With the iTunes Music Store still not available to us poor limeys, MyCokeMusic.com is one of the more widely publicised services out there, along with Tiscali, MSN Music Store and Wannadoo (formerly Freeserve), all of which use OD2’s system.
Coca-cola are running a promotion where around 1 million cans and bottles have codes which can be used to claim 99 credits on the system (which will usually get you one song, although I think a few are more expensive), and yesterday I bought a bottle of Vanilla Coke with a winning code. Note that unlike the Pepsi/iTunes promotion you have to peel the label off and then type the code in on the website – you can’t just tilt the bottle to see if you’ve won :).
Registering is nice and quick and doesn’t ask you too many questions, and although the site is a little slow to load on dial-up (not helped by the flash intro with a skip button that doesn’t appear until the file has fully loaded) it looks good and seems reasonably usable. The site is IE-only, and my SP2 locked-down IE had a few hiccups with regards to popups and automated file downloads, but it didn’t take me long to find the song I wanted – “In The Shadows” by The Rasmus.
All the files are in WMA format, so they will play back in any WMA-compatible player that supports DRM-protected files – Winamp and Windows Media Player are two that I tried but there are many others (sadly not dBpowerAMP and iTunes though). You could burn this file to CD once and copy it to portable players three times, and it will play back indefinitely, but some files have different restrictions – Apple makes it easier by having the same rights (and price) for all files in its store. The WMA format does have its limitations though, and in fact “In The Shadows” demonstrates its rather tinny bass reproduction. The files are all at 128Kbps.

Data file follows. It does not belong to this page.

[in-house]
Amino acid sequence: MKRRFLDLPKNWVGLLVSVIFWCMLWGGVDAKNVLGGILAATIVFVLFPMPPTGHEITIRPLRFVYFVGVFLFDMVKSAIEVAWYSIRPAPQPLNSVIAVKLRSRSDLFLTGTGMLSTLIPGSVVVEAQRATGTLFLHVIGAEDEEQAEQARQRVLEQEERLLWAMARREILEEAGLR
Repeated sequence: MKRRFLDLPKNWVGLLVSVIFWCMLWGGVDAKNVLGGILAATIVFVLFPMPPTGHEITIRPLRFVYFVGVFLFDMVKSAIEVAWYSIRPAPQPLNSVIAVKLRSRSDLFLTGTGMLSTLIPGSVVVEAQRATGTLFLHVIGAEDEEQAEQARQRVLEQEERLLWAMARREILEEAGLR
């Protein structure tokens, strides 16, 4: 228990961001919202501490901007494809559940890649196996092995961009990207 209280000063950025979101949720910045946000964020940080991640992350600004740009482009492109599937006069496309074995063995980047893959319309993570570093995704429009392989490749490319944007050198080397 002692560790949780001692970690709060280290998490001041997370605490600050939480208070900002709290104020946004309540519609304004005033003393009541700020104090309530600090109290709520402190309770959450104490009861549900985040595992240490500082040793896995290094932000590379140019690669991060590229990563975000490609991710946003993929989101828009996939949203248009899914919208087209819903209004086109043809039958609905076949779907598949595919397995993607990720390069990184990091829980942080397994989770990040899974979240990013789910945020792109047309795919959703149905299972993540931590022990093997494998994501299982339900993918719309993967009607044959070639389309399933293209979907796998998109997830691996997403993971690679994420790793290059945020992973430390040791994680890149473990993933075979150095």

One good feature is that once you have bought the file, you can download it again later – so if your hard disk dies you can recover your bought music later.
Generally I was impressed at the ease of buying music from the service, and while I’d prefer not to have to put up with DRM I will say that I’d possibly use the service again.